There was a sad inevitability about the decision that was confirmed on Thursday afternoon.
It had been coming since last October, and when it arrived there was no element of surprise.
Stuart Lancaster announced his 31-man squad for the Rugby World Cup, and there was to be no place for Luther Burrell.
The Saints powerhouse, who has had more than his fair share of disappointment and knock-backs since making his England debut in France in February last year, was out.
His startling rise to prominence, which saw him go from Sale substitute to Saints star after moving to Franklin’s Gardens in the summer of 2012, was to count for nothing.
His 13 England Test appearances, 10 of which have come in the heat of the Six Nations battle, eight of which have ended in wins, were to be rendered meaningless.
Instead, Sam Burgess, the Rugby League star who joined Bath last October, and Exeter’s Henry Slade were selected ahead of him.
Lancaster said the duo had ‘trained the house down’ and could cite their steady showing against the French a couple of weeks ago to justify his selection.
But how much can you really read into training?
And just how effective is a warm-up game against a far from full strength French side, on home soil, as an indicator of ability to perform in rugby’s biggest tournament?
Burrell had impressed in Six Nations matches, where England’s closest rivals wanted to take the heads off the red rose players.
Those are real tests. The ultimate challenge of your ability under pressure, with a trophy on the line.
The recent games against France may carry the Test tag, but they are nowhere near the level of a Six Nations scrap.
Burgess and Slade may have a 100 per cent record for England at Twickenham, having played one, won one.
But so has Burrell.
England have been victorious in all five matches that he has played on home turf.
Ireland, Wales, Italy, Scotland and France have all lost to teams containing Burrell.
Not only that, but he was involved in one of England’s best wins of recent times, at the Millennium Stadium in February.
On that night, the pairing of Burrell with Jonathan Joseph put in a tour de force.
Joseph hogged the headlines for his try-scoring heroics, but there were signs of a real understanding between the pair.
It was a partnership that those in attendance believed could grow and flourish.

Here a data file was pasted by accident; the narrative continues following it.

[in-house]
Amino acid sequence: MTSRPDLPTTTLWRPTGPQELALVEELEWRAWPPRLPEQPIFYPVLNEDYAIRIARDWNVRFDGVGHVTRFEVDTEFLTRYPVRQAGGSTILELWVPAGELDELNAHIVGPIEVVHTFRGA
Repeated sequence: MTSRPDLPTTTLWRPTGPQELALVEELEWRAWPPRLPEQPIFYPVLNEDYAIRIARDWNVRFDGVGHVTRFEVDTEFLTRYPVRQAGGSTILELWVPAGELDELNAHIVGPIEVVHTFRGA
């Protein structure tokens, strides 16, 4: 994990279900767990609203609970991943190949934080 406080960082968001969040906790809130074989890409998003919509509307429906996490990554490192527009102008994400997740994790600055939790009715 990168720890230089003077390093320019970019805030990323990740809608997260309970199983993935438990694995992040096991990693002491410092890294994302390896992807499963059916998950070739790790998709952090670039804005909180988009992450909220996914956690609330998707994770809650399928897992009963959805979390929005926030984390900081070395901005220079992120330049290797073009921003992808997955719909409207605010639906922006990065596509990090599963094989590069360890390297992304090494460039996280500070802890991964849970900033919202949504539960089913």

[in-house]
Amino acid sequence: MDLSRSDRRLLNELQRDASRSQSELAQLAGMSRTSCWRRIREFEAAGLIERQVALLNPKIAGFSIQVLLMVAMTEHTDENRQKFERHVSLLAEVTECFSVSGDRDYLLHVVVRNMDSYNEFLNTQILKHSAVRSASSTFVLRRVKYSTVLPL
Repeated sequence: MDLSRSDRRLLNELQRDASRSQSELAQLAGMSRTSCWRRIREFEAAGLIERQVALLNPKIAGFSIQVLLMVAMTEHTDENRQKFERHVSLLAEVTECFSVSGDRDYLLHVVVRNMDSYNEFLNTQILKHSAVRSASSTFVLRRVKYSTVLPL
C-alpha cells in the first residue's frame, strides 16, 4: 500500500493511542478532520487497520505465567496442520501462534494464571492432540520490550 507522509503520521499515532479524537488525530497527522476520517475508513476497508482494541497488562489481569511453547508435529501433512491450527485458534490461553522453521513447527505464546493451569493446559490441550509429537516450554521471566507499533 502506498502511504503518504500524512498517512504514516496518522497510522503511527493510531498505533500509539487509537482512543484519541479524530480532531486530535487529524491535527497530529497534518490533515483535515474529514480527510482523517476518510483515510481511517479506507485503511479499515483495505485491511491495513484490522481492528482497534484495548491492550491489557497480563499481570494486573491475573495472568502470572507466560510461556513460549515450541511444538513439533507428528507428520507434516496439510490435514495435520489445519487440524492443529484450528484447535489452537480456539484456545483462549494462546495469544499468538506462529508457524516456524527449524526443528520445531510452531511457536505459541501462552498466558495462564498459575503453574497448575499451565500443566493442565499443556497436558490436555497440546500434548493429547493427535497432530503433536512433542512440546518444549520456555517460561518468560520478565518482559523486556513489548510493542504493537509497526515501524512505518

And Burrell’s wide smile afterwards suggested he felt it could be the start of something good.
Yet six months on, his fate was sealed by last Saturday’s game in Paris, which was played in the context of the 27-year-old being under immense pressure.
He was told that he must impress by Lancaster because Burgess and Slade had helped England beat a largely second-string Les Blues side.
And that intense scrutiny, against a fired-up French team on their own patch, was never going to see Burrell charge in and win the game for his country.
That, it appeared, was what he needed to do to have a chance of claiming a place in the final 31-man squad.
He needed to show he could be a hero, because there is a perception that is what Burgess is.
Or at least that was what he was in rugby league.
But the Bath poster boy has shown no real signs of translating that to union, with even his club deciding that his best position was in the back row rather than at centre.
So he has been judged on what he could do rather than what he has shown he can do.
It is yet another example of this nation’s yearning for a national hero.
Players are mentally dressed in robes and anointed as the king of the country’s chances at a particular tournament.
People are desperate to pin their hopes on someone.
In football, the likes of David Beckham and Wayne Rooney have taken on the mantle, with prayers said for them to recover from injuries ahead of major tournaments.
At Wimbledon, the fans put all their eggs in Tim Henman’s basket before Andy Murray adopted the role of saviour.
And so it seems that rugby is the same.
England want Burgess to be their gladiator, which is ironic considering he is good friends with Russell Crowe, who starred in the film of that name.
And so logic and past form - except for in training, it seems - goes out of the window.
For Burrell, that will be desperately hard to take.
But no matter how hard he tries, the unassuming northern boy, who once turned out for the West Indies sevens team, will never be able to grab the glamour of Burgess.
Slade, too, is seen to have that star quality, and he had at least proved that he is capable of producing it for Exeter.
Age is also on his side, with 22-year-old one of the youngest members of this squad.
But none of that will be of any consolation to Burrell, who will now once again need to go back and do what he does best for his club.
You can bet he will do that, and when the Aviva Premiership season starts on October 16 - the same weekend as the World Cup quarter-finals - he will take a leading role for Saints.
It is just a shame that he has not been given the chance to do it for England on the biggest stage of all.